• Either go into Configuration > Extruder > Steps/MM or send M503 to get the steps/mm from the configuration
  • lets call this value S for Steps/mm

Now, let's calculate the Sa, "Steps/mm adjusted": * S*Ep/Et=Sa

Now, let's get it into the machine! * Go into Configuration > Extruder > Steps/MM and adjust manually * make sure to save into EEPROM * alternatively, send M92ESa , replacing Sa with your calculated value * Then, send M500 to store the value in the EEPROM * third alternative: change the firmware configuration and reupload.


I also have this problem with the X5S, and it's not just on the first layer (which is sometimes finicky depending on the levelling). I've narrowed it down to a few things, and I've also noticed that it varies based on the print.

Possible Causes (and a suggested solution for each):

  • Bad quality hotend assembly: My X5S has a teflon-lined hotend, and besides that I don't like the rather small heatsink, mine came such that the bowden tube acts as the teflon lining, ie the lining and the bowden tube are the same piece. Already not a great design, but the implementation is slightly worrying. I'd recommend switching the hotend for a genuine E3D, I myself am planning on getting a Cyclops+ Aqua, which will be sure to resolve any existing issues.

  • Bowden tube is iffy: I'm not sure about this one, but I've noticed quite a bit of resistance in the bowden tube while loading filaments. I think this is causing excessive force on the Extruder motor (which I've noticed heats up quite a bit more than the other motors, to the point where I've added a heatsink to avoid possible damage). My solution is to swap the teflon for the blue Capricorn tubing from Trianglelabs.

  • Extruder setup isn't that great: As I mentioned before, the extruder motor tends to heat up a bit, and I just don't like the implementation of the extruder gears. I'd recommend switching this setup for a different one, if possible.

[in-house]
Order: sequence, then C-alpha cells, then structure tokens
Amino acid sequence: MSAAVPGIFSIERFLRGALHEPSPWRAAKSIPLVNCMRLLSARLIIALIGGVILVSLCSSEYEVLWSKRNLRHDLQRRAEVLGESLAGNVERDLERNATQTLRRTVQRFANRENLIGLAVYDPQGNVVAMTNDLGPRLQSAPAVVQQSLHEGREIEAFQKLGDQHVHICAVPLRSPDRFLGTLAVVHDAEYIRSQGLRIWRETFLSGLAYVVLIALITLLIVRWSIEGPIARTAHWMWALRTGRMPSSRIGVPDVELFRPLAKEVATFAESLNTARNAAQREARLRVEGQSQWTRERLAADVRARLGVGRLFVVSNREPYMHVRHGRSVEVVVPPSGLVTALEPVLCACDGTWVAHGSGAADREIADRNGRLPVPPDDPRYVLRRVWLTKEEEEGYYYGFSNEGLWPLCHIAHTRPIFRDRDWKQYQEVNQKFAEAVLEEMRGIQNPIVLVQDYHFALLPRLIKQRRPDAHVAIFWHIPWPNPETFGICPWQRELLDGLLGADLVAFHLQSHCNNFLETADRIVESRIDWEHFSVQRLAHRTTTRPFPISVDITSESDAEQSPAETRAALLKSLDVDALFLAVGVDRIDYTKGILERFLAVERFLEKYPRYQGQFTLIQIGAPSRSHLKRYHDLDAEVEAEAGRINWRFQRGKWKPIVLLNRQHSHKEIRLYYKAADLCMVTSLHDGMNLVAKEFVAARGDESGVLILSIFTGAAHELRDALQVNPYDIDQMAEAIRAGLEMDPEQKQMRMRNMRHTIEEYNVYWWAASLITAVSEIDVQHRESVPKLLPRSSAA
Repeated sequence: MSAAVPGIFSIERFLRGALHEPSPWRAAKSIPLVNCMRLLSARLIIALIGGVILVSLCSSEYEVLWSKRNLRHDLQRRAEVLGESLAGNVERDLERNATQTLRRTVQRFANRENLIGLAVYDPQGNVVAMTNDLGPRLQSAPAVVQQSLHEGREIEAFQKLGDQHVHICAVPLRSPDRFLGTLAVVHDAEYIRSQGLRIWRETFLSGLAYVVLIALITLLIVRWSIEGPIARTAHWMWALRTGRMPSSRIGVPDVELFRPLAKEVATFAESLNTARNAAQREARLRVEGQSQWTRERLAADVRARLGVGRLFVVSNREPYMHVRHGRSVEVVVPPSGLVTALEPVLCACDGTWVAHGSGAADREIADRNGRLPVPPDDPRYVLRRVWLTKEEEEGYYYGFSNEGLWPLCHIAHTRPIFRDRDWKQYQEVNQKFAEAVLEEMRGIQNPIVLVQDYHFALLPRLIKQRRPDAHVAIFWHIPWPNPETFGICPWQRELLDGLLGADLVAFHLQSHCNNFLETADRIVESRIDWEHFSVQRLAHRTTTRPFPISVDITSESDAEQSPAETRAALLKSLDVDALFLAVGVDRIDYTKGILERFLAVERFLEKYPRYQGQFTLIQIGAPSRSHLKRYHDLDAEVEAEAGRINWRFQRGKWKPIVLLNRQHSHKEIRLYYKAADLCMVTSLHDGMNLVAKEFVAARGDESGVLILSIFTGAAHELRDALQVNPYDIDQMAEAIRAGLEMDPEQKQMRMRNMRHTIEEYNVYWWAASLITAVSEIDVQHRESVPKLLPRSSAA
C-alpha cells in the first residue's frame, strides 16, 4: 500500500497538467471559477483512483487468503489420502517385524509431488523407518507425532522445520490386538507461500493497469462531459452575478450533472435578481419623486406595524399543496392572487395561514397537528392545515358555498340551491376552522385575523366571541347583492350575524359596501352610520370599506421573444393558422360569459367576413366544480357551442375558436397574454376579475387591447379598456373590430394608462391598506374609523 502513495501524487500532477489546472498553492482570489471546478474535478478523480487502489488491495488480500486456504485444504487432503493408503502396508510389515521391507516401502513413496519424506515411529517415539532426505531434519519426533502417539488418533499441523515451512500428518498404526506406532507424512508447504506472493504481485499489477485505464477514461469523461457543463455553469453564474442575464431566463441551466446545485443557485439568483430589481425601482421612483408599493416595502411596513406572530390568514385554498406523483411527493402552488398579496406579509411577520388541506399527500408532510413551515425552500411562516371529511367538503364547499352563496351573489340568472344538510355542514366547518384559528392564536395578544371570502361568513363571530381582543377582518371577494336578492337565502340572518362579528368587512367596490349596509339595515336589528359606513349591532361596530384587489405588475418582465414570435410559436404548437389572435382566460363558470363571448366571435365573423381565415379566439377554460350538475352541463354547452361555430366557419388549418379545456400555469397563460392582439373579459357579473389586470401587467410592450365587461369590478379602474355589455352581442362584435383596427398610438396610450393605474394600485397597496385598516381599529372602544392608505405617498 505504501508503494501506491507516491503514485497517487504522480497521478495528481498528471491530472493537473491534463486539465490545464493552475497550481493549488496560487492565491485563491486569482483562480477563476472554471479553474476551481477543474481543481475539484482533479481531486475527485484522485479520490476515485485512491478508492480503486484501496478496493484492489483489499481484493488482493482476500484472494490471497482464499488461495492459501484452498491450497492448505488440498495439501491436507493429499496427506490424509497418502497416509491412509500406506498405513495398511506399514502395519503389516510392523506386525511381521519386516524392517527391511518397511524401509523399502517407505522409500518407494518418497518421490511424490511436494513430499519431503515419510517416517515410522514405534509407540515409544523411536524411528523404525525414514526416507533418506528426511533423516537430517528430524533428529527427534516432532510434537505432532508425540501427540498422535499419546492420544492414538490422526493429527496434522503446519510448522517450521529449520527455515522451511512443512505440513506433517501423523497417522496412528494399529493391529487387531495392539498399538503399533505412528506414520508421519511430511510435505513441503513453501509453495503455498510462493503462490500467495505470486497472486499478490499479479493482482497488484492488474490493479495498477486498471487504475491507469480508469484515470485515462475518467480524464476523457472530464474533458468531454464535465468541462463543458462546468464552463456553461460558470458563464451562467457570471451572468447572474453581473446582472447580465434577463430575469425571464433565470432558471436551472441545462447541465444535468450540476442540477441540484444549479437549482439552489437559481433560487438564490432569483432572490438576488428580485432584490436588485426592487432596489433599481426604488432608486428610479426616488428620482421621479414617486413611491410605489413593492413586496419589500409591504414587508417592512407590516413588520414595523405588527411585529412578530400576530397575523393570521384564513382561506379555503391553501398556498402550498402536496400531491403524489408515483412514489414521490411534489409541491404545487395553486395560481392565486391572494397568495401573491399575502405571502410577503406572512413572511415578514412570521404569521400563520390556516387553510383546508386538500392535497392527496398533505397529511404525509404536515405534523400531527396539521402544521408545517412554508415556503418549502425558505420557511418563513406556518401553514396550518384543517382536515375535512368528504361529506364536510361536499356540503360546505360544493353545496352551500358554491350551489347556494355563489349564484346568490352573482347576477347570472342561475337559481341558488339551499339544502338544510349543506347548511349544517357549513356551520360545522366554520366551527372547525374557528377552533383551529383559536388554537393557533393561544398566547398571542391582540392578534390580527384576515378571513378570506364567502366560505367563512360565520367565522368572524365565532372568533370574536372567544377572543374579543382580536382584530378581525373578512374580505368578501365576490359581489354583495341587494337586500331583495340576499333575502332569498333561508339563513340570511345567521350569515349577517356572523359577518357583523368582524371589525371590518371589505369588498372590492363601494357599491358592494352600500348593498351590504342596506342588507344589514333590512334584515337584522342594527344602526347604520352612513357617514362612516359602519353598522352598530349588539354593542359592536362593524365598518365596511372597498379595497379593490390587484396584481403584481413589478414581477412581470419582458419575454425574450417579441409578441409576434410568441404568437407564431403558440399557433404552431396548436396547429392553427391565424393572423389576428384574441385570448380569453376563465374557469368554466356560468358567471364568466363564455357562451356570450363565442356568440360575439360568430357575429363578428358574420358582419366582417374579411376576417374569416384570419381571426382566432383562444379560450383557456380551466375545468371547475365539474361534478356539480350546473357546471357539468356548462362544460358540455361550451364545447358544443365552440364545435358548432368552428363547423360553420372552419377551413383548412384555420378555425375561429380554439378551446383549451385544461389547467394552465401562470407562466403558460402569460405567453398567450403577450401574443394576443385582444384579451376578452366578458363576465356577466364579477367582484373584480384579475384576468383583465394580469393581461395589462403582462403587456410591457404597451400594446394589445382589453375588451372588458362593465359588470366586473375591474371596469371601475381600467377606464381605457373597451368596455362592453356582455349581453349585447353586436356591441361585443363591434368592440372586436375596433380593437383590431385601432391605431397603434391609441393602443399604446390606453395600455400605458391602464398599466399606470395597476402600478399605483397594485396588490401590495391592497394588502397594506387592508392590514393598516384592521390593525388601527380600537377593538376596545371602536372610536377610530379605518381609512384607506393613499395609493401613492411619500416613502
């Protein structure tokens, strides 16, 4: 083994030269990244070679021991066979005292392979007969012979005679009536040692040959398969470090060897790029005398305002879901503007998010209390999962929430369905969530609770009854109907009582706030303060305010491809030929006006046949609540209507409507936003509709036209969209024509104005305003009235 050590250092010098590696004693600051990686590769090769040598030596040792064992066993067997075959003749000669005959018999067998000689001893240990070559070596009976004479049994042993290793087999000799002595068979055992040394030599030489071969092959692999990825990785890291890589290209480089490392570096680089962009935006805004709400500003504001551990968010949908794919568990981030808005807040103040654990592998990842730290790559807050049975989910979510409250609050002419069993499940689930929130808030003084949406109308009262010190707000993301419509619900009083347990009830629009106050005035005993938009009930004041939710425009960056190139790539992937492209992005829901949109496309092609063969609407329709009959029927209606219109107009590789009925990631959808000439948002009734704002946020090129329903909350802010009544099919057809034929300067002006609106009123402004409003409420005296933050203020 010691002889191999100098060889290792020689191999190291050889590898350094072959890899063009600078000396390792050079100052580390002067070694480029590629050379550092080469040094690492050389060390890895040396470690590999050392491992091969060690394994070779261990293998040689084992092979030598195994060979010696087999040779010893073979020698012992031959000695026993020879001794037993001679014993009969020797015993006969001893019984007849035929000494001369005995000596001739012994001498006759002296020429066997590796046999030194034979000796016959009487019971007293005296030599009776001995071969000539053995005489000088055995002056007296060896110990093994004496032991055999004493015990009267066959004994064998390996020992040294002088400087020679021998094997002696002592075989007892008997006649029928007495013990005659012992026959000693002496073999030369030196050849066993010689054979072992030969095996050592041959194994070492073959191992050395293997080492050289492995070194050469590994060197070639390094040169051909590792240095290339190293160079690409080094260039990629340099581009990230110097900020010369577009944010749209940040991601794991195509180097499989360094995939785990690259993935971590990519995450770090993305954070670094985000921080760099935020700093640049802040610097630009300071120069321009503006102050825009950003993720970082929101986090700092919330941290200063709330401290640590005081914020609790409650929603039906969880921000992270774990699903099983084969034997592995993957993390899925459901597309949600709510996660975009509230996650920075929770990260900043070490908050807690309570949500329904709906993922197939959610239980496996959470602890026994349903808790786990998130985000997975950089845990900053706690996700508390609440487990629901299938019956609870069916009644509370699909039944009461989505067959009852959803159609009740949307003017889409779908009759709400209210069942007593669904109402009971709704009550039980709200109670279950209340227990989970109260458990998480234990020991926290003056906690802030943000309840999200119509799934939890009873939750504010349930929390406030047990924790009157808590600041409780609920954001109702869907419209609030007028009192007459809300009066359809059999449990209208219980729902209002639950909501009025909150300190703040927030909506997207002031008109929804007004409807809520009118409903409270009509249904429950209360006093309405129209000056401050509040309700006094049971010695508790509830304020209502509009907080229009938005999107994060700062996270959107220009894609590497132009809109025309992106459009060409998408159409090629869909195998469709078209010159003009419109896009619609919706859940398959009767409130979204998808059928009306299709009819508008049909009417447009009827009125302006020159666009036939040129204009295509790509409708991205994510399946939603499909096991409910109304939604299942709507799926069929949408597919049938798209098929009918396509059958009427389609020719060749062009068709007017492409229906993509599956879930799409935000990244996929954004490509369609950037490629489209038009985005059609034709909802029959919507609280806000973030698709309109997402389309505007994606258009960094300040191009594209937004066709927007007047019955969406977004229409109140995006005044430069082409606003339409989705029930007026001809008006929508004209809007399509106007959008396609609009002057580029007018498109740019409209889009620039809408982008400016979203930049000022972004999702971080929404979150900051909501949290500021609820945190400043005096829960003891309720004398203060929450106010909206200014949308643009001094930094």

• Print temperature and speed: I've noted that when I increase the temperature and decrease the speed of prints, the clicking reduces in frequency, but it does still occasionally click and my prints turn out horribly. This might be pointing to an issue with either extruder calibration or the flow rate during a print, as mentioned by other people here.


  • 1
    $\begingroup$ Regarding #1: it is actually BETTER to have the lining be the same piece as the tube as fewer parts that could move in the filament path is better. But indeed a full metal hotend is better. #3 what kind of extruder setup? #4: this is a partial fix for such behavior, yes. $\endgroup$
    – Trish
    Sep 22, 2018 at 14:51

I have an X5S and quite frankly, I never got it print properly because of these persistent issues. Thank you for the most excellent comments and suggestions. Lots to investigate.

I added an anycubic glass table but that takes longer to heat up. But i am unable to get adhesion on the first layers and the clicking kicks in shortly thereafter. I wonder if this thermal latency might imply a colder bed on first layers. I have tweaked the leveling so many times it is not funny. This is pointing to friction in the Bowden delivery system and the extruder itself.

I got an E3D that I must adapt. Too bad i cannot print those parts!

I have noted also a great variety of results from different printer filaments brands as well.

  • 2
    $\begingroup$ Hi Paul and welcome to 3D Printing.SE! This is not an answer, this is a comment, or a start of a discussion. SE sites are not forums, just questions and answers. Please take the tour and read How to Ask so that you can formulate a good question to help you solve your problem. Most, if not all, issues you raise have been answered here before. There is even an answer for printing parts if you cannot print yourself! $\endgroup$
    – 0scar
    Dec 31, 2018 at 20:11
  • $\begingroup$ On my X1 (same extruder & carriage),when did swap for an e3D hotend, I used the adapter of thingiverse.com/thing:2203334 - I did print the piece n a "unmodded" machine. $\endgroup$
    – Trish
    Jan 1, 2019 at 14:19